This is my second time to try this plant. The first time I planted it, it died in one week. Very confused about its moisture needs. One website says it needs to be kept very moist. Another website says that it is very tolerant of being a little bit on the dry side. Which is it? I have heard complaints about ajuga being very invasive. Nothing is hardy ever invasive in South Central Texas. I guess I will see within the week if it makes it this time.

On Dec 3, 2018, Susan_Hartwig from Lancaster, NY wrote:

I planted this in the parkway/hellstrip between the street and the sidewalk because I dislike mowing the narrow strip. It has formed a nice weed free, low growing clump that slightly hangs over the curb a bit. I honestly wish it would spread a little faster in that area, although it does spread fairly quickly. I planted it there, knowing it would be contained by the concrete. I would not plant this in my beds, because it will find it's way into your lawn and anywhere else it has access to, as we found out the hard way at our cottage. Although, we don't mind it out there, and it does make a beautiful blue carpet in spring. Great dense groundcover for contained garden spaces.

On Jul 3, 2011, Gabrielle from (Zone 5a) wrote:

Not one of my favorite Ajugas, but it does form a nice living mulch when in an area that it is happy with. Otherwise it does not do so well. Blooms in May in my garden.

On Jun 17, 2011, ogon from Paradise, CA (Zone 9a) wrote:

Ajuga makes a very nice groundcover. It quickly forms a dense mat and the rizomes can be easily guided to travel in the direction you want. If it spreads to where you don't want it, the roots are fairly shallow so it's easy to pop up from the ground. I have it planted as a "green mulch" beneath and between my hostas, and the bronze color contrasts nicely with the blue and chartreaus colors especially. It's evergreen, so the area continues to look nice when the hostas are hiding for winter, but it still allows them to pop back up in the spring. The pretty blue flower spikes are an added bonus!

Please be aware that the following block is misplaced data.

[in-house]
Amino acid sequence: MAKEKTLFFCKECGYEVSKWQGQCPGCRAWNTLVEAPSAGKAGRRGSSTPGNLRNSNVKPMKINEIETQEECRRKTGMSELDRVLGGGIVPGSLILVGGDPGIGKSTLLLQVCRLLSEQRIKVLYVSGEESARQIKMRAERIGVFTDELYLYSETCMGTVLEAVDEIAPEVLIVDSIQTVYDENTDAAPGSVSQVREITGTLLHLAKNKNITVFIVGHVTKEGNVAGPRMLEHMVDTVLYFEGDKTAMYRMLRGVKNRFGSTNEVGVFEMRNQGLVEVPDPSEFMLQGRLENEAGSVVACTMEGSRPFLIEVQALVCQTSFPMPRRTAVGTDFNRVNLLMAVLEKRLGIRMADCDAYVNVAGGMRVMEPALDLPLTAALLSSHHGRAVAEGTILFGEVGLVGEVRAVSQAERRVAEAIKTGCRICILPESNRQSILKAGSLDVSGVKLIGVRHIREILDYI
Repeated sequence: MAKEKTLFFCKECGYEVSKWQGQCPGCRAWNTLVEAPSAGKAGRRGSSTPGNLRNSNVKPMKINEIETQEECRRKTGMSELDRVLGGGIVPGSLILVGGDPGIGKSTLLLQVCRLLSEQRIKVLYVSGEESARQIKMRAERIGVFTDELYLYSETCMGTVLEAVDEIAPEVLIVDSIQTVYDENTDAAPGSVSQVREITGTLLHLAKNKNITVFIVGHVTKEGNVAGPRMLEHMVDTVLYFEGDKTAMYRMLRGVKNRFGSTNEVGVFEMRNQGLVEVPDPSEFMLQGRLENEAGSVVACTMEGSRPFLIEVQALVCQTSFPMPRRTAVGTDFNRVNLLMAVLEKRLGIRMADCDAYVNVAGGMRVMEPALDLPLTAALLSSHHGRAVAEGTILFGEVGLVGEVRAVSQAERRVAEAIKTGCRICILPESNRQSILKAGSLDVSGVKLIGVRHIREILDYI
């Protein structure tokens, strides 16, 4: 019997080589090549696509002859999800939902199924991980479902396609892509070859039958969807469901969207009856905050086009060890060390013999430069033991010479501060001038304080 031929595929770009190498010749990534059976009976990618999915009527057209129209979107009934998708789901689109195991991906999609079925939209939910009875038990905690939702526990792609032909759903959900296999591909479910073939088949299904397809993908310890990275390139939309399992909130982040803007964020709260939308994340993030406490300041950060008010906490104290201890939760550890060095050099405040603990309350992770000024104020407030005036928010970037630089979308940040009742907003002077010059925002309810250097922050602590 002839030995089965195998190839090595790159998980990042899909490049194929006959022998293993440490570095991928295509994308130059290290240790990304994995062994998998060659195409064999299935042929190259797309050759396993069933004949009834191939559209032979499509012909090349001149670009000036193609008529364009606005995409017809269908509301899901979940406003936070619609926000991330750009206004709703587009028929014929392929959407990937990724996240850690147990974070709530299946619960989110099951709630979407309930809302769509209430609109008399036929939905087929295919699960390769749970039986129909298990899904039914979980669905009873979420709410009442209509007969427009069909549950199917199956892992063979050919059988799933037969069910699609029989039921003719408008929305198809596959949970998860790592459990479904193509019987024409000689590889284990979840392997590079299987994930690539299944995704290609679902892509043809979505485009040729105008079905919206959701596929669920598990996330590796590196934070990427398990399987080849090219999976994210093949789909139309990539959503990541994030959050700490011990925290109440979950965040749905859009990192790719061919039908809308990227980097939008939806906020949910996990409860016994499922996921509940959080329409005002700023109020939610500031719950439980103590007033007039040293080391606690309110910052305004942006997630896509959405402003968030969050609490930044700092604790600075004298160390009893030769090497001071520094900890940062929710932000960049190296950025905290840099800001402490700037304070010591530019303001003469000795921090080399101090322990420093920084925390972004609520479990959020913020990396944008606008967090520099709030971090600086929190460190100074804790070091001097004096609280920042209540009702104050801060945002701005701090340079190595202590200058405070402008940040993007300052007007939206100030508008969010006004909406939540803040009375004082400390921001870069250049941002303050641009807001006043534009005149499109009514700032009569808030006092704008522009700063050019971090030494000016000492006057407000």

On Jun 10, 2011, RustyThumb from Ogden, UT (Zone 5b) wrote:

My plant is one year old now. Last year it looked stressed and I didn't like the location of it so I was going to move it. However, this spring it's formed a tight circle about 12 inches across and the plant that was towering over it and crowding it out didn't survive the winter so this little one gets to stay put. It's right on the front border of my garden, slightly hanging over onto the walkway. I think it's so attractive that I bought a four pack and I'm going to put it in a couple of other locations. I will keep an eye on it now that I've read some people have found it aggressive. Thus far, this single plant seems quite tame and I see no babies.

On Aug 18, 2010, cmgah from Arlington, MA wrote:

EXTREMELY aggressive, to the point of chocking out other plants near it. I would NEVER use it again, I have spent countless hours digging up bushels of rhizome runners. they look like snakes! And it keeps coming back. it seems to be strangling my roses and now is invading the lawn. I tried no water (a suggestion I found online) in that bed for a few weeks, it didn't help. just stressed my other plants. All this from a tiny $3 plant it has become the bane of my garden. don't fall for it, leave it at the nursery.

On Apr 12, 2010, KayGrow from Montgomery, AL wrote:

This year a friend of mine discovered 3 of her plants have white blooms. This is the most common burgundy variety, not variegated leaves, and it has been established for many years. Has anyone else seen this? What causes the new bloom color?

On Aug 31, 2009, green76thumb from Radford, VA (Zone 7a) wrote:

I've fallen in love with this little plant that I at first hated. It didn't work well in my terrarium (poor lighting). If memory serves me right, I tried to kill it and then took pity on it and relocated it.
I must have planted it in the right spot, because it formed a nice, tight 'living mulch' in the shady bed where it now grows. How wonderful to have a bed that I don't need to keep replenishing with messy woodchip mulch!